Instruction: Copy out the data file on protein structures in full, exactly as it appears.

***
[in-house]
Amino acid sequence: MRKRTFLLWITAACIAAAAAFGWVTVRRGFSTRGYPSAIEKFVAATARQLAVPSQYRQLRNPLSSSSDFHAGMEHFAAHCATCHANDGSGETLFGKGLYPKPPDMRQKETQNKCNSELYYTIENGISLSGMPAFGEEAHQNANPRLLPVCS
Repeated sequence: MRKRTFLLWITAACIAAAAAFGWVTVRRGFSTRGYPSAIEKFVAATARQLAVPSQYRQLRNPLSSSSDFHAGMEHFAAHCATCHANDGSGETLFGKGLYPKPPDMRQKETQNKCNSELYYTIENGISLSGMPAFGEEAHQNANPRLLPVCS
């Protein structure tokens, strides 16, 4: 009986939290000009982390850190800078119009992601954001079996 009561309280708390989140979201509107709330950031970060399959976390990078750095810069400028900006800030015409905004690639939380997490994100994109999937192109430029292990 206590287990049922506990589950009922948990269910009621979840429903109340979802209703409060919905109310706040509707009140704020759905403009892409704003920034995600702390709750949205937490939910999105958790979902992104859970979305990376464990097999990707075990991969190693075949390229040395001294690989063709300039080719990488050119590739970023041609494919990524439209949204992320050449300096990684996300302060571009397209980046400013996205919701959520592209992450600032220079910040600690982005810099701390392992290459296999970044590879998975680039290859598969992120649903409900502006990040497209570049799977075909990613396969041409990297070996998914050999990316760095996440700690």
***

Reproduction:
[in-house]
Amino acid sequence: MRKRTFLLWITAACIAAAAAFGWVTVRRGFSTRGYPSAIEKFVAATARQLAVPSQYRQLRNPLSSSSDFHAGMEHFAAHCATCHANDGSGETLFGKGLYPKPPDMRQKETQNKCNSELYYTIENGISLSGMPAFGEEAHQNANPRLLPVCS
Repeated sequence: MRKRTFLLWITAACIAAAAAFGWVTVRRGFSTRGYPSAIEKFVAATARQLAVPSQYRQLRNPLSSSSDFHAGMEHFAAHCATCHANDGSGETLFGKGLYPKPPDMRQKETQNKCNSELYYTIENGISLSGMPAFGEEAHQNANPRLLPVCS
């Protein structure tokens, strides 16, 4: 009986939290000009982390850190800078119009992601954001079996 009561309280708390989140979201509107709330950031970060399959976390990078750095810069400028900006800030015409905004690639939380997490994100994109999937192109430029292990 206590287990049922506990589950009922948990269910009621979840429903109340979802209703409060919905109310706040509707009140704020759905403009892409704003920034995600702390709750949205937490939910999105958790979902992104859970979305990376464990097999990707075990991969190693075949390229040395001294690989063709300039080719990488050119590739970023041609494919990524439209949204992320050449300096990684996300302060571009397209980046400013996205919701959520592209992450600032220079910040600690982005810099701390392992290459296999970044590879998975680039290859598969992120649903409900502006990040497209570049799977075909990613396969041409990297070996998914050999990316760095996440700690």